Our point of view: the Atlantic City fire station to continue to make history | Latest titles







Atlantic City Mayor Marty Small Sr. this month announced a $ 750,000 grant from the New Jersey Historical Commission to renovate the nearly century-old No.2 Fire Hall.


Photos by Edward Lea, Team Photographer


There are over 58,000 fire stations in the United States and hundreds of fire stations are listed on the National Register of Historic Places.

Sometimes they have become museums of the important history of emergency services in their neighborhoods. Many others have been adapted for new uses such as libraries, offices, restaurants, bars and homes.

Preservation New Jersey, a statewide nonprofit historic preservation organization founded in 1978, says old fire stations are under threat due to rapid technological and political change. It calls on communities to think creatively and proactively to seek new uses and / or owners for these structures, rather than abandoning or demolishing them.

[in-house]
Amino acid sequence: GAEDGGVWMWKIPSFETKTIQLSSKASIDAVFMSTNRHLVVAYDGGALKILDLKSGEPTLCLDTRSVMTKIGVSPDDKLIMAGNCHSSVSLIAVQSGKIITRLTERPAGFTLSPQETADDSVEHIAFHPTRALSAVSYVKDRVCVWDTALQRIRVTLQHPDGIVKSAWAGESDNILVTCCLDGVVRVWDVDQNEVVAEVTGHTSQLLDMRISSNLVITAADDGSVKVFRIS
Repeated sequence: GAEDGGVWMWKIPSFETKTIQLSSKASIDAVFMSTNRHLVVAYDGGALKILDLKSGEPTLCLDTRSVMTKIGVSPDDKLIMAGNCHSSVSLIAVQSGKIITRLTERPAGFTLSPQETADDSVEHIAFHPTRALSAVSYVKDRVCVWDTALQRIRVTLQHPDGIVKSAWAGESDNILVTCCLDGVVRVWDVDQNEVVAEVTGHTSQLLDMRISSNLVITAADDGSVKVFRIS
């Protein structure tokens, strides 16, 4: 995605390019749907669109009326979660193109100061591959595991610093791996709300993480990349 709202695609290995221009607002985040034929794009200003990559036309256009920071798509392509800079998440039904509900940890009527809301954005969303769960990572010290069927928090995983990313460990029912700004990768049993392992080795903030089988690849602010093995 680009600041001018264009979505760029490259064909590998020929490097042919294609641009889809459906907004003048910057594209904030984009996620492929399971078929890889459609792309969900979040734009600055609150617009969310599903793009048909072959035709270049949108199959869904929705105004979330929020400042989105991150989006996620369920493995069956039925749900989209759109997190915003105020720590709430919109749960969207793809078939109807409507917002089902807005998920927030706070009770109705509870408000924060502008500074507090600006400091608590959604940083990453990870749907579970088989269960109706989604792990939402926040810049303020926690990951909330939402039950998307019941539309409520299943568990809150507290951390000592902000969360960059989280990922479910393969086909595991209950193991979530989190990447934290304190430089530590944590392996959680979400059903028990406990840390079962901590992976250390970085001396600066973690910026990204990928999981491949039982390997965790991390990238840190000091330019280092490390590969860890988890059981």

Better yet, we think, is to adapt historic fire stations to continue to protect and serve their communities to the extent possible. That’s what’s going on with the Atlantic City # 2 Fire Station.

When it reaches a century of service next year, the fire station will be one of four in the city that is over 100 years old – notable for an island facing the ocean. Located in the center of the historically Black North Side community, Fire House No. 2 is one of the busiest resorts in town.

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Preservation work on the fire station began two years ago with the establishment of the Atlantic City Historical Commission and the designation of the North Side Institutional Historic District. This led to the listing of the fire station in the National Register of Historic Places.


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